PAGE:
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The euro is up 0.7% after the eurozone revealed unemployment had remained unchanged at 12%, while inflation was higher than expected at 0.8%. High levels of inflation are bad for an economy but a certain amount of inflation is required to keep the economy moving.
The European Central Bank (ECB) has set themselves an inflation target of 2%, and even though we are nowhere near that figure we are moving in the right direction. The ECB was coming under pressure recently as deflation was threatening recovery, but now inflation has ticked up there is no need to cut interest rates further. It is worrying that unemployment is still at 12%, and while the ECB may be off the hook for now, if the jobless rate increases in the future there could be renewed calls for a loosening of the monetary policy.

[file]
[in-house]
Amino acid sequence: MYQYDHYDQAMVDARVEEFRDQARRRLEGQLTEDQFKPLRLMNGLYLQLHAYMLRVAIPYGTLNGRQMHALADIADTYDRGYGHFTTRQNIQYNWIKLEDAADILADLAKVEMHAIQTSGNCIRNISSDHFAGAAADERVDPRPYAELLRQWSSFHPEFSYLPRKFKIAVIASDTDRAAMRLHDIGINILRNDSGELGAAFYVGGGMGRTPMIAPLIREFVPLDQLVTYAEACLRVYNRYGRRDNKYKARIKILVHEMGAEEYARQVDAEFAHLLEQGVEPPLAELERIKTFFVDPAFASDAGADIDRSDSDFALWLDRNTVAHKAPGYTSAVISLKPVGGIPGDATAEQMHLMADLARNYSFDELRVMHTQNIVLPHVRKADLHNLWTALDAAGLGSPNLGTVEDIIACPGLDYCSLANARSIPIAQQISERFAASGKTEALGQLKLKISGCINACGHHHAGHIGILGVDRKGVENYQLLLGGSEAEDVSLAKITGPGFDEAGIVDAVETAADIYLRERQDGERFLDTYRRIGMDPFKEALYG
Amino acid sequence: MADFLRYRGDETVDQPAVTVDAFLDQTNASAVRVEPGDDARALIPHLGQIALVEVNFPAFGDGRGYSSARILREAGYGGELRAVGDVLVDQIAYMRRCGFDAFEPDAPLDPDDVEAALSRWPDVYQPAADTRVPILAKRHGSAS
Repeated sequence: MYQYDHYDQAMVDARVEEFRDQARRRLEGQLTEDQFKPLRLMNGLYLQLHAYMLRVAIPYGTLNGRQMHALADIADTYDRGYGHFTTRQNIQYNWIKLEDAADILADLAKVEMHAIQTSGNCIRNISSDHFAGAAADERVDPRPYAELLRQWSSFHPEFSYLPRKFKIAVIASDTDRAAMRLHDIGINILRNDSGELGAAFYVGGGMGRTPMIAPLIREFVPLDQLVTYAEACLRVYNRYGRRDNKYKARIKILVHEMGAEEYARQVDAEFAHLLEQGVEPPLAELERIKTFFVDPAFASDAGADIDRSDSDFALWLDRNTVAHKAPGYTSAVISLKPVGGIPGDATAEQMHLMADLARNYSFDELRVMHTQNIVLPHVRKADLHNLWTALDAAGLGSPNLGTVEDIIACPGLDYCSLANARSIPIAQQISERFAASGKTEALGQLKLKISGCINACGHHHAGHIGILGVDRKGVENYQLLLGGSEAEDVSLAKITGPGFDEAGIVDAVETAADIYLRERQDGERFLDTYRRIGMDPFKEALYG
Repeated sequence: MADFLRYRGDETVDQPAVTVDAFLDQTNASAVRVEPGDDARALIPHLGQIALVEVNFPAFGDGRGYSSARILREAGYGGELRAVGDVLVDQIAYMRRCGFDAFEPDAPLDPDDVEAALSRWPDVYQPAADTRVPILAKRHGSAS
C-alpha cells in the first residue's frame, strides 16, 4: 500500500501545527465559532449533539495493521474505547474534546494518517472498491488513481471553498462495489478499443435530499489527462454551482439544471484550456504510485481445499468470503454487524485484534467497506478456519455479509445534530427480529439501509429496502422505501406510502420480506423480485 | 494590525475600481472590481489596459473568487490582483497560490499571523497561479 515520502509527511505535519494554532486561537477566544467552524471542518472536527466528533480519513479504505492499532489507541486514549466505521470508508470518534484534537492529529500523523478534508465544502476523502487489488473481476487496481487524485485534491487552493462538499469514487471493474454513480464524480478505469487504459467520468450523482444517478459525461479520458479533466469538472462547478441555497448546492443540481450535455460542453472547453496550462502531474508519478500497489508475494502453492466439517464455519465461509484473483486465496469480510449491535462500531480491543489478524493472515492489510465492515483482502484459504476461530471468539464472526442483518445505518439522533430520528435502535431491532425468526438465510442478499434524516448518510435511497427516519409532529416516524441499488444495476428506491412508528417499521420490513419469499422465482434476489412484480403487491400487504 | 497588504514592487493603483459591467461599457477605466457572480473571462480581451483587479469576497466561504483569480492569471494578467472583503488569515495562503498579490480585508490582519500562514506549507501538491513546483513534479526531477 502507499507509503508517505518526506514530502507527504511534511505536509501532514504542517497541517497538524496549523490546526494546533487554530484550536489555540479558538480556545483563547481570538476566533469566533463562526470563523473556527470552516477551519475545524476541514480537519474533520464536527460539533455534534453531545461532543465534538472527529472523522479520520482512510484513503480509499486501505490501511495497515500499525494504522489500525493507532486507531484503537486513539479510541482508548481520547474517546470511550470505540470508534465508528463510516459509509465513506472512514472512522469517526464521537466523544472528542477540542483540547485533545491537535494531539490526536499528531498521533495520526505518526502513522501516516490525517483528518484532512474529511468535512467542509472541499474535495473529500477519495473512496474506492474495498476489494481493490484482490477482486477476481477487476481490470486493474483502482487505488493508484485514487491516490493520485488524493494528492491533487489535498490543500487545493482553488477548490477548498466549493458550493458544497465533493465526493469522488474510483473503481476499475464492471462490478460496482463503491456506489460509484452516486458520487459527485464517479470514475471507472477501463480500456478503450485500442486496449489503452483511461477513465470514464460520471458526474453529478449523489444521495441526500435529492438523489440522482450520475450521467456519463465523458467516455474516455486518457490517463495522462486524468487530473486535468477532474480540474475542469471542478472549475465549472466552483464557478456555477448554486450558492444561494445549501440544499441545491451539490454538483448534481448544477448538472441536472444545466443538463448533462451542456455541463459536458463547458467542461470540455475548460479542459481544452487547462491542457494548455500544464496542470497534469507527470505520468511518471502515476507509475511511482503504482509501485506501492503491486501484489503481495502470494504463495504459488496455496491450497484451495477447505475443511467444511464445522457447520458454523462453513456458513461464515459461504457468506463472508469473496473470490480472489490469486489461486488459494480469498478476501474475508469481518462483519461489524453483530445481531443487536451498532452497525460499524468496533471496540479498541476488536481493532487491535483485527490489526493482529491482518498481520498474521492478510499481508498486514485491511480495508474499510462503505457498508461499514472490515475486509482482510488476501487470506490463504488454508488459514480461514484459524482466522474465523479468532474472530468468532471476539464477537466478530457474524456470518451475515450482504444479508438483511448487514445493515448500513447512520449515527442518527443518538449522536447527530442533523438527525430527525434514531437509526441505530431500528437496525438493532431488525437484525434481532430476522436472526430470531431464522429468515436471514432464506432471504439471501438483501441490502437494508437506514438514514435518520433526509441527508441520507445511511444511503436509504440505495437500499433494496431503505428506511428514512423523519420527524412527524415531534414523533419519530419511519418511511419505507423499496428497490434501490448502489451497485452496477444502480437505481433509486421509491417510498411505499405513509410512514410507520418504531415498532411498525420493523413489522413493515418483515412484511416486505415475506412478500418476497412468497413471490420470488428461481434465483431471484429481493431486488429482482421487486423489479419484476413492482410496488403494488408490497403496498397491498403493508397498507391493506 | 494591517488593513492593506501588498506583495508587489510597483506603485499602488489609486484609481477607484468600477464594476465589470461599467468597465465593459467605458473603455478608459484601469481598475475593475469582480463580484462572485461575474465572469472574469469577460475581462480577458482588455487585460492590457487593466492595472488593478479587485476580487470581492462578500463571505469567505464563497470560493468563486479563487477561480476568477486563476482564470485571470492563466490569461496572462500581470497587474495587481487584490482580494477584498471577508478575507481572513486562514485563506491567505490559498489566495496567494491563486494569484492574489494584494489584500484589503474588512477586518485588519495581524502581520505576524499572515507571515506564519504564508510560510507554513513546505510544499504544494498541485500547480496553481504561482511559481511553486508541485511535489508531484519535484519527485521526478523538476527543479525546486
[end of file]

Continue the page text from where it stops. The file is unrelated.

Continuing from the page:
The euro was helped by softer-than-expected US gross domestic product data, which came in at 2.4% versus the estimated 2.6%. Slower-than-expected growth from the US suggests there will be no tapering of the stimulus package in the near future.
As Brenda Kelly stated, now that we have taken out the $1.3740 highs of 24 January we could be on track to move past the resistance level of $1.3833. However, breaking the $1.3810 level has been difficult in the past.